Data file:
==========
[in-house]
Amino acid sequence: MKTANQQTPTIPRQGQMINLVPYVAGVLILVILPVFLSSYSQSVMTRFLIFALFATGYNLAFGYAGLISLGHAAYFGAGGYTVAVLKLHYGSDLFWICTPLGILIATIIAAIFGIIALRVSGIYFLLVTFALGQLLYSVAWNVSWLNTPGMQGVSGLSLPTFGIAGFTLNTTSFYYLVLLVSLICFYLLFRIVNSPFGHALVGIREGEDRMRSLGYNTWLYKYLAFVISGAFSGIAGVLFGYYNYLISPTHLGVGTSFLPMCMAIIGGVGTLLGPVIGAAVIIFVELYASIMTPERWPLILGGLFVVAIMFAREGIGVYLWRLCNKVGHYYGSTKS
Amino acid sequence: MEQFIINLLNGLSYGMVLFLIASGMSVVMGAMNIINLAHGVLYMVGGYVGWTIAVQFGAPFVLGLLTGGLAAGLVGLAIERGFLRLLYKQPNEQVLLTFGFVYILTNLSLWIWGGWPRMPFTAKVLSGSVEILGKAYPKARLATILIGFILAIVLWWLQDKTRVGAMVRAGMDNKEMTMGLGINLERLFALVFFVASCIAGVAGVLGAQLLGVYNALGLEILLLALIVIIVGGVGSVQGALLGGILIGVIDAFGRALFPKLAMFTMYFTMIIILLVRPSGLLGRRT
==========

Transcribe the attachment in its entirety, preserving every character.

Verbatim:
[in-house]
Amino acid sequence: MKTANQQTPTIPRQGQMINLVPYVAGVLILVILPVFLSSYSQSVMTRFLIFALFATGYNLAFGYAGLISLGHAAYFGAGGYTVAVLKLHYGSDLFWICTPLGILIATIIAAIFGIIALRVSGIYFLLVTFALGQLLYSVAWNVSWLNTPGMQGVSGLSLPTFGIAGFTLNTTSFYYLVLLVSLICFYLLFRIVNSPFGHALVGIREGEDRMRSLGYNTWLYKYLAFVISGAFSGIAGVLFGYYNYLISPTHLGVGTSFLPMCMAIIGGVGTLLGPVIGAAVIIFVELYASIMTPERWPLILGGLFVVAIMFAREGIGVYLWRLCNKVGHYYGSTKS
Amino acid sequence: MEQFIINLLNGLSYGMVLFLIASGMSVVMGAMNIINLAHGVLYMVGGYVGWTIAVQFGAPFVLGLLTGGLAAGLVGLAIERGFLRLLYKQPNEQVLLTFGFVYILTNLSLWIWGGWPRMPFTAKVLSGSVEILGKAYPKARLATILIGFILAIVLWWLQDKTRVGAMVRAGMDNKEMTMGLGINLERLFALVFFVASCIAGVAGVLGAQLLGVYNALGLEILLLALIVIIVGGVGSVQGALLGGILIGVIDAFGRALFPKLAMFTMYFTMIIILLVRPSGLLGRRT